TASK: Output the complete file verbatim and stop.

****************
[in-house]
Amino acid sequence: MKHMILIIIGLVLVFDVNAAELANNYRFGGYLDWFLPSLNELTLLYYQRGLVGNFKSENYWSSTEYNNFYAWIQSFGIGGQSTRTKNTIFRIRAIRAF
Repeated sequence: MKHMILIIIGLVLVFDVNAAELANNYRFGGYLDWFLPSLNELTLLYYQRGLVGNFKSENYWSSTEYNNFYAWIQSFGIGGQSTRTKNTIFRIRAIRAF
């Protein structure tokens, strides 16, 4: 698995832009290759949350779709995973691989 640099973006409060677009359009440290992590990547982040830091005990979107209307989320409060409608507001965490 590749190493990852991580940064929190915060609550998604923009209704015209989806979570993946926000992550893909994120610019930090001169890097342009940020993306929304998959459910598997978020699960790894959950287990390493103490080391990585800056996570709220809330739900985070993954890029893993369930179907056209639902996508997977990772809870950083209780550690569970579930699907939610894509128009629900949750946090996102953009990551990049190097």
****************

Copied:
[in-house]
Amino acid sequence: MKHMILIIIGLVLVFDVNAAELANNYRFGGYLDWFLPSLNELTLLYYQRGLVGNFKSENYWSSTEYNNFYAWIQSFGIGGQSTRTKNTIFRIRAIRAF
Repeated sequence: MKHMILIIIGLVLVFDVNAAELANNYRFGGYLDWFLPSLNELTLLYYQRGLVGNFKSENYWSSTEYNNFYAWIQSFGIGGQSTRTKNTIFRIRAIRAF
């Protein structure tokens, strides 16, 4: 698995832009290759949350779709995973691989 640099973006409060677009359009440290992590990547982040830091005990979107209307989320409060409608507001965490 590749190493990852991580940064929190915060609550998604923009209704015209989806979570993946926000992550893909994120610019930090001169890097342009940020993306929304998959459910598997978020699960790894959950287990390493103490080391990585800056996570709220809330739900985070993954890029893993369930179907056209639902996508997977990772809870950083209780550690569970579930699907939610894509128009629900949750946090996102953009990551990049190097």